Estimating the impact on fuel tax revenues from a changing light vehicle fleet with increased advanced internal combustion engine vehicles and electric vehicles

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Hall, Andrea Lynn

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Advanced fuel economies in both traditional internal combustion engine vehicles (ICEs) and electric vehicles (EVs) have a strong influence on transportation revenue by reducing fuel consumption per vehicle and ultimately drawing down the amount of fuel tax revenue received. It is expected that more ICE vehicle with advanced fuel economies and electric vehicles, especially gasoline hybrid electric vehicles, will enter the roadway in coming years, and fuel tax revenues and the Highway Trust Fund will increasingly become more affected. This study estimates the impact that increased sales of advanced ICEs and EVs will have on future fuel tax revenues by drawing on industry estimates of future EV and ICE market shares and anticipates future fleet mix and fuel economy for both vehicle technologies. An estimation process overview is provided and assumptions are described.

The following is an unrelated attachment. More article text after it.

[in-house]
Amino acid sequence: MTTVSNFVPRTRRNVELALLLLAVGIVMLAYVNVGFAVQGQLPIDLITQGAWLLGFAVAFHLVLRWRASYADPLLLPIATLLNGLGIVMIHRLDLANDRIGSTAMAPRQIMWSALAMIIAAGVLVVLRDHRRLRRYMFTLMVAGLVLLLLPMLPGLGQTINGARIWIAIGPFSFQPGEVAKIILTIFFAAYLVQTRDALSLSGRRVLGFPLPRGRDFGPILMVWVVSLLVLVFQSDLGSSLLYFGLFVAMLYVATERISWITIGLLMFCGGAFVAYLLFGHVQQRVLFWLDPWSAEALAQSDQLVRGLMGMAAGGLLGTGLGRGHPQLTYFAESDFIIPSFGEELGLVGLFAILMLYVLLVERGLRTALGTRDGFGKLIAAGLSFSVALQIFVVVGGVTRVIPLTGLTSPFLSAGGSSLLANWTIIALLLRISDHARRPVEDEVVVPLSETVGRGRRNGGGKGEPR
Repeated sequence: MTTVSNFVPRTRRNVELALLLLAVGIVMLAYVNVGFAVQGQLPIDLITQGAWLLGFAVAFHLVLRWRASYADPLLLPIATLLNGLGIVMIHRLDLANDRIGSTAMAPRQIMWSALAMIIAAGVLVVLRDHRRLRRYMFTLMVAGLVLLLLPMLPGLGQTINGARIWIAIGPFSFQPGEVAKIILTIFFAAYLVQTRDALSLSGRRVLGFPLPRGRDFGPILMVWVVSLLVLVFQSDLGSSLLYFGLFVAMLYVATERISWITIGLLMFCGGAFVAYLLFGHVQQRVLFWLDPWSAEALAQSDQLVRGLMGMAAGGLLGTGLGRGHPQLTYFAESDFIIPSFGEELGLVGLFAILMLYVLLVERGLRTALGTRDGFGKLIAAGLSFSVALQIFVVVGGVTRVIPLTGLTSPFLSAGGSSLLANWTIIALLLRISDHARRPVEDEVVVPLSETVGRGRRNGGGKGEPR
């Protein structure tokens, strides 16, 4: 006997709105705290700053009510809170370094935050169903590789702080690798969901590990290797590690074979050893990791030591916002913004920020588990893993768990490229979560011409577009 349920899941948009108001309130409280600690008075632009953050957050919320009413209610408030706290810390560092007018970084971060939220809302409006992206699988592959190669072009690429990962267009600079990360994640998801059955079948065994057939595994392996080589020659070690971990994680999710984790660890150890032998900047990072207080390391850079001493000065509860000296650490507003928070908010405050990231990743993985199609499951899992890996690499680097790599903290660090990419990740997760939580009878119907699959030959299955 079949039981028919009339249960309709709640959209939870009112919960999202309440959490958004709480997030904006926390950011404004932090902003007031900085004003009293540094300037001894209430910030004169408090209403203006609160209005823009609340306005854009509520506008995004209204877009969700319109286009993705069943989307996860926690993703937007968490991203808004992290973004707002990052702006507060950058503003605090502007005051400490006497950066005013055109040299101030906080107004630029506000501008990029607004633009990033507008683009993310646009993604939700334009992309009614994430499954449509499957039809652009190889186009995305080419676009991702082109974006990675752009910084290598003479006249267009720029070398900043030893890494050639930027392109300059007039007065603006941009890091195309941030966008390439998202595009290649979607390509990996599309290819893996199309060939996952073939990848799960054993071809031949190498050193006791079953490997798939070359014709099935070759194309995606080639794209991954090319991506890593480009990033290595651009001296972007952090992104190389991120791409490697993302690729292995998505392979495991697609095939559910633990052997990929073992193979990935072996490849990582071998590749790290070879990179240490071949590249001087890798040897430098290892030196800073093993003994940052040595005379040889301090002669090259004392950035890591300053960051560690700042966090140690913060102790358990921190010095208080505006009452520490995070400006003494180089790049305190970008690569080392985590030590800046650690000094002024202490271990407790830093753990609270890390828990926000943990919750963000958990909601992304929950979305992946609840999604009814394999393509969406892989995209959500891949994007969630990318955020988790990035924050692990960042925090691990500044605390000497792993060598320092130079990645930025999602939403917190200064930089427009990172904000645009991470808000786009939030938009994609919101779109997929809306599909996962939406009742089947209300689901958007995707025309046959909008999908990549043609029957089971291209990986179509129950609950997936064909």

Fuel tax revenue amounts that would be expected from future light vehicle fleets with increased shares of EVs are compared to equally sized fleets comprised of all ICEs, and future fleet mixes are estimated. Results show that as more electric vehicles enter the light vehicle fleet, greater revenue losses are expected, and total losses from years 2011 through 2050 depend on fleet composition and fuel economy of both vehicle types. Finally, it is found that the amount of fuel taxes paid by ICE drivers each year remain greater than fuel taxes paid by EV drivers even with advances in the average ICE vehicle fuel economy.



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